Wednesday, June 20, 2012

An Academic Adventure in Morocco

Francesca Messina, a Nursing major in the Verrazano Class of 2014, is one of several Verrazano students who received a Verrazano Conference Travel Grant to present her research at an International Taurine conference in Morocco over spring break.  Below, Francesca shares how she she got involved in research at CSI and what it was like participating in the conference in Morocco.

Dr. El Idrissi and Francesca Messina
Over spring break 2012, I had the pleasure of attending a research conference on Taurine in Morocco with the help of a Verrazano Conference Travel Grant. This was one of the best experiences of my life. Not only did I get the chance to study abroad for a week and experience a completely different culture, but I also presented research along with many brilliant researchers from around the world.

I transferred to CSI from Quinnipiac University for the fall of 2011.  Upon entering CSI, I took a summer anatomy class which Dr. El Idrissi taught . Afterwards, I continued to keep in touch with Dr. El Idrissi as I knew he was a neuroscientist and I was interested in the research he was doing. I did not know how big of an influence he would be on my life.  I started to do research with Dr. El Idrissi, which was a bit out of my element being that I am a nursing major, and I was doing research in neuroscience. However, I gradually came to love what I was doing.
The conference in Morocco was held every day for students and researchers alike to see the groundbreaking findings that had been discovered. This conference gave us the opportunity to discuss the strengths and weaknesses of people’s research. It also enabled us to see the implications that taurine has on human beings. Taurine is a vital organic acid in our bodies that is essential for the functioning of major organ systems in our bodies. It aids in cardiovascular function, skeletal muscle function, retina function, the central nervous system, and much more. In today’s world, taurine is commonly known as the major ingredient in energy drinks.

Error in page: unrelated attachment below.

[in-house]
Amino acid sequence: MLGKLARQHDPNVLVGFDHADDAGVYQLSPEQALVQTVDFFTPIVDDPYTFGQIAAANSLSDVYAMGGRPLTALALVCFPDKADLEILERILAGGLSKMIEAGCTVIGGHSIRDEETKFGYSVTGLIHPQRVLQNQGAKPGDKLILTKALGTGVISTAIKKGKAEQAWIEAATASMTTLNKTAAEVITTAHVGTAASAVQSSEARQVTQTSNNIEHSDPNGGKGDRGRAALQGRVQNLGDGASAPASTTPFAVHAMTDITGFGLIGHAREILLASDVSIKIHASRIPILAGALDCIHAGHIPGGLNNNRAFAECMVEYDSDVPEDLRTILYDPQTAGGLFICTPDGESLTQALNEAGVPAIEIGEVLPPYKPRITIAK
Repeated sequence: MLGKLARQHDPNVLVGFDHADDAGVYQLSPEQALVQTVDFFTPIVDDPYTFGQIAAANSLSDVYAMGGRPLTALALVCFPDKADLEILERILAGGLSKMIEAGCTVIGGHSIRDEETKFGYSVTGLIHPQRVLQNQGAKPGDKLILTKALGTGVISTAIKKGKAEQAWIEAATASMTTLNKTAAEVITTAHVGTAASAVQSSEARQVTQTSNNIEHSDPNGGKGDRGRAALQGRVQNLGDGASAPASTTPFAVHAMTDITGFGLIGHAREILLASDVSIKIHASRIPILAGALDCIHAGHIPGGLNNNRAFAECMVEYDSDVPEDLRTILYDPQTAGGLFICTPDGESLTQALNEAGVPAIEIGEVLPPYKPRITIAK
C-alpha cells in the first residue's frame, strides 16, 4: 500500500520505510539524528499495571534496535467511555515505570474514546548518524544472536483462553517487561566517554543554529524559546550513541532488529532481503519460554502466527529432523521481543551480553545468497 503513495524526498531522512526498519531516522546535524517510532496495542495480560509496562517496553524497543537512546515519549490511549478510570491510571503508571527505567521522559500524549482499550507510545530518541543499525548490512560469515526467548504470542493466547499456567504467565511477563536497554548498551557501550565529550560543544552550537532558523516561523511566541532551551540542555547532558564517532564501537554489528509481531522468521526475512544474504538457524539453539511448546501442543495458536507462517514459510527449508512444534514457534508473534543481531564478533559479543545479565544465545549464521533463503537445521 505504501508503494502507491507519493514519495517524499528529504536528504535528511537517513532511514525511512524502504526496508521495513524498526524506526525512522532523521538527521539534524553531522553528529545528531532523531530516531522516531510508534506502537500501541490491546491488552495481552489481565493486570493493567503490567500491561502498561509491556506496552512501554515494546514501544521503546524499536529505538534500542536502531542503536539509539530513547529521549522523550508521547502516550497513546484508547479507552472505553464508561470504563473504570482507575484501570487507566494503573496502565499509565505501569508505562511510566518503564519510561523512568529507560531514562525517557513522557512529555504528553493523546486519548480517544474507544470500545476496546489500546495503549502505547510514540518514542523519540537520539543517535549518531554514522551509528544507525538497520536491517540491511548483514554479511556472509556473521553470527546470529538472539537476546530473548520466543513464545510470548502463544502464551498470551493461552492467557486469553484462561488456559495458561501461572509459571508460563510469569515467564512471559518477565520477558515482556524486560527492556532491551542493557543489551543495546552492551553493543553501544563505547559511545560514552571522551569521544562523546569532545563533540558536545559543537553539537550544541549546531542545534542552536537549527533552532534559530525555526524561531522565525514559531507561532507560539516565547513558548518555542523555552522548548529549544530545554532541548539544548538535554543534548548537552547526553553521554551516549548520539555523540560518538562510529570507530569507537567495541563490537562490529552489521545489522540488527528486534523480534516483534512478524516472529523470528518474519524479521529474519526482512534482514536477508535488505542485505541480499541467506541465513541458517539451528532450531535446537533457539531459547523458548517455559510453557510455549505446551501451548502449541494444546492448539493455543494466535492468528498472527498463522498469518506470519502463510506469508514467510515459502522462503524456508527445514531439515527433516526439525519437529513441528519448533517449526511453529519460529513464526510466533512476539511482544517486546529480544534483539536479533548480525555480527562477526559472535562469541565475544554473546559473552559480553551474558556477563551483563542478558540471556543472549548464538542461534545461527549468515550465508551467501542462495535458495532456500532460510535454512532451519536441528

My research dealt with taurine and diabetes. I examined diabetes-induced retinal degeneration. Alloxan is a diabetogenic compound. When given to mice, it induces diabetes within 72 hours by selectively killing the beta cell of the pancreas. This leads to a similar condition as type 1 diabetes. Alloxan-induced beta cell death is mediated through free radical production. Since taurine has potent anti-oxidative properties, I tested the ability of taurine to block the alloxan-induced beta cell death and diabetes induction.

Morocco was an astonishing place to see. The people, food, culture, and lifestyles were completely unfamiliar to me. It was amazing to see how differently people can live in another country. Some people in Morocco make their living by selling their wares in the markets. I was buying presents for my family as the vendors were making a living off my money. I felt such a gap when I experienced this huge difference in our economies. Walking through dirt roads, I learned many things about the people there, and I really saw how different their appreciation for life was. They celebrate life in ways Americans would not think to appreciate life.

The Taurine Conference in Morocco was an amazing, once-in-a-lifetime experience for me.  The Verrazano Conference Travel Grant enabled me to learn and experience many new amazing things about the world, the Moroccan culture, research, and even myself. Without this grant, I would not have been able to present my research in Morocco. I would highly recommend studying abroad, and I hold the Verrazano scholarships and grants in high regard.  They are very valuable tools for any student of the Verrazano program.  Verrazano students should actively take advantage of every opportunity that the Verrazano Honors Program offers.

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